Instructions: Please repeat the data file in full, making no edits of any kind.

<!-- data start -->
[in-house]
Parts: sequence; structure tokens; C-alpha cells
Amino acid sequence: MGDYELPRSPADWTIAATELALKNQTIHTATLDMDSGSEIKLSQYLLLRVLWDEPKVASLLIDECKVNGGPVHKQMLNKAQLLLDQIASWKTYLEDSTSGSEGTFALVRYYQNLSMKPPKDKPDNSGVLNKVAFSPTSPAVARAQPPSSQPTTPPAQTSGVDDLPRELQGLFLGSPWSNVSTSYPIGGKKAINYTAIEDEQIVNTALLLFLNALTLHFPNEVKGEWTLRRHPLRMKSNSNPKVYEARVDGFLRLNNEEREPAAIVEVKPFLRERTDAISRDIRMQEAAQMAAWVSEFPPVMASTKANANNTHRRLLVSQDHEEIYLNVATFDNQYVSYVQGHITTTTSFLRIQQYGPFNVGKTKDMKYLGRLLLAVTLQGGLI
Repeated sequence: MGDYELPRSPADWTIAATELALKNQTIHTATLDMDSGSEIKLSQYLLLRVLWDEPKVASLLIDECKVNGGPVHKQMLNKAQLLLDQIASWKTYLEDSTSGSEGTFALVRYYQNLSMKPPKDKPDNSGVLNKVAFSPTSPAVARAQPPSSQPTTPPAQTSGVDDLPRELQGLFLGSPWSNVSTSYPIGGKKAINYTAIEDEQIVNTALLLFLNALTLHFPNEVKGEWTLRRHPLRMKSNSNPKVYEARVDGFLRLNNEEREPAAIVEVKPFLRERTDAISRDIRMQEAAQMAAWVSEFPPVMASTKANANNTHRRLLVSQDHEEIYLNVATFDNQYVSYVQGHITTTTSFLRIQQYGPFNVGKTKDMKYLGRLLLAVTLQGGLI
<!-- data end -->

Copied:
[in-house]
Parts: sequence; structure tokens; C-alpha cells
Amino acid sequence: MGDYELPRSPADWTIAATELALKNQTIHTATLDMDSGSEIKLSQYLLLRVLWDEPKVASLLIDECKVNGGPVHKQMLNKAQLLLDQIASWKTYLEDSTSGSEGTFALVRYYQNLSMKPPKDKPDNSGVLNKVAFSPTSPAVARAQPPSSQPTTPPAQTSGVDDLPRELQGLFLGSPWSNVSTSYPIGGKKAINYTAIEDEQIVNTALLLFLNALTLHFPNEVKGEWTLRRHPLRMKSNSNPKVYEARVDGFLRLNNEEREPAAIVEVKPFLRERTDAISRDIRMQEAAQMAAWVSEFPPVMASTKANANNTHRRLLVSQDHEEIYLNVATFDNQYVSYVQGHITTTTSFLRIQQYGPFNVGKTKDMKYLGRLLLAVTLQGGLI
Repeated sequence: MGDYELPRSPADWTIAATELALKNQTIHTATLDMDSGSEIKLSQYLLLRVLWDEPKVASLLIDECKVNGGPVHKQMLNKAQLLLDQIASWKTYLEDSTSGSEGTFALVRYYQNLSMKPPKDKPDNSGVLNKVAFSPTSPAVARAQPPSSQPTTPPAQTSGVDDLPRELQGLFLGSPWSNVSTSYPIGGKKAINYTAIEDEQIVNTALLLFLNALTLHFPNEVKGEWTLRRHPLRMKSNSNPKVYEARVDGFLRLNNEEREPAAIVEVKPFLRERTDAISRDIRMQEAAQMAAWVSEFPPVMASTKANANNTHRRLLVSQDHEEIYLNVATFDNQYVSYVQGHITTTTSFLRIQQYGPFNVGKTKDMKYLGRLLLAVTLQGGLI